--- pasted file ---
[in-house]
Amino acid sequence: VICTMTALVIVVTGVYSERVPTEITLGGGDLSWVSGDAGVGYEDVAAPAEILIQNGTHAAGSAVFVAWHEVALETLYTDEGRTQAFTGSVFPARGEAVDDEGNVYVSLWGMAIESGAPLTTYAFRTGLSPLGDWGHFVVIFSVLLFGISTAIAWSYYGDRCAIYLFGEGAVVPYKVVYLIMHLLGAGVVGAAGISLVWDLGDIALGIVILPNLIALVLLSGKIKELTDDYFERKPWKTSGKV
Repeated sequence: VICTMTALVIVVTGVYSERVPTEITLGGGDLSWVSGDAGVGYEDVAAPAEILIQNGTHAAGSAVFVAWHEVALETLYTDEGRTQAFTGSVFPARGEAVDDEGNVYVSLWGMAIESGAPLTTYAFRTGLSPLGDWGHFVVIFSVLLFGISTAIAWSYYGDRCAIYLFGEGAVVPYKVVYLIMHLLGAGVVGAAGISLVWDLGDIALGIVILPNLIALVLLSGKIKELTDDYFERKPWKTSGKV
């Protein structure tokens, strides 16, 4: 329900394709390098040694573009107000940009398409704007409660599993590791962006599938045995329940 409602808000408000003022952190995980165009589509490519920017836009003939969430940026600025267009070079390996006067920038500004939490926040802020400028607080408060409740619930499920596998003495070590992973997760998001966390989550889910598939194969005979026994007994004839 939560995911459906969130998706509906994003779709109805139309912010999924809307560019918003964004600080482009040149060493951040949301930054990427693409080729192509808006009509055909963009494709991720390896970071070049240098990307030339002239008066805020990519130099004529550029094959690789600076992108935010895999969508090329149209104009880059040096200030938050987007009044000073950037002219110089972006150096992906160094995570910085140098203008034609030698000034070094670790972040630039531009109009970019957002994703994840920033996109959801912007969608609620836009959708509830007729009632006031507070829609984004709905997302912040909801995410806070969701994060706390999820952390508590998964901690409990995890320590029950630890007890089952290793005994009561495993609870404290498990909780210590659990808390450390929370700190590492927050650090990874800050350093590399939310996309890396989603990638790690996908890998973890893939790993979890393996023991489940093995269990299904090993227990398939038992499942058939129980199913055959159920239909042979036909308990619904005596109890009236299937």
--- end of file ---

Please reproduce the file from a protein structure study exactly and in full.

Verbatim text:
[in-house]
Amino acid sequence: VICTMTALVIVVTGVYSERVPTEITLGGGDLSWVSGDAGVGYEDVAAPAEILIQNGTHAAGSAVFVAWHEVALETLYTDEGRTQAFTGSVFPARGEAVDDEGNVYVSLWGMAIESGAPLTTYAFRTGLSPLGDWGHFVVIFSVLLFGISTAIAWSYYGDRCAIYLFGEGAVVPYKVVYLIMHLLGAGVVGAAGISLVWDLGDIALGIVILPNLIALVLLSGKIKELTDDYFERKPWKTSGKV
Repeated sequence: VICTMTALVIVVTGVYSERVPTEITLGGGDLSWVSGDAGVGYEDVAAPAEILIQNGTHAAGSAVFVAWHEVALETLYTDEGRTQAFTGSVFPARGEAVDDEGNVYVSLWGMAIESGAPLTTYAFRTGLSPLGDWGHFVVIFSVLLFGISTAIAWSYYGDRCAIYLFGEGAVVPYKVVYLIMHLLGAGVVGAAGISLVWDLGDIALGIVILPNLIALVLLSGKIKELTDDYFERKPWKTSGKV
């Protein structure tokens, strides 16, 4: 329900394709390098040694573009107000940009398409704007409660599993590791962006599938045995329940 409602808000408000003022952190995980165009589509490519920017836009003939969430940026600025267009070079390996006067920038500004939490926040802020400028607080408060409740619930499920596998003495070590992973997760998001966390989550889910598939194969005979026994007994004839 939560995911459906969130998706509906994003779709109805139309912010999924809307560019918003964004600080482009040149060493951040949301930054990427693409080729192509808006009509055909963009494709991720390896970071070049240098990307030339002239008066805020990519130099004529550029094959690789600076992108935010895999969508090329149209104009880059040096200030938050987007009044000073950037002219110089972006150096992906160094995570910085140098203008034609030698000034070094670790972040630039531009109009970019957002994703994840920033996109959801912007969608609620836009959708509830007729009632006031507070829609984004709905997302912040909801995410806070969701994060706390999820952390508590998964901690409990995890320590029950630890007890089952290793005994009561495993609870404290498990909780210590659990808390450390929370700190590492927050650090990874800050350093590399939310996309890396989603990638790690996908890998973890893939790993979890393996023991489940093995269990299904090993227990398939038992499942058939129980199913055959159920239909042979036909308990619904005596109890009236299937």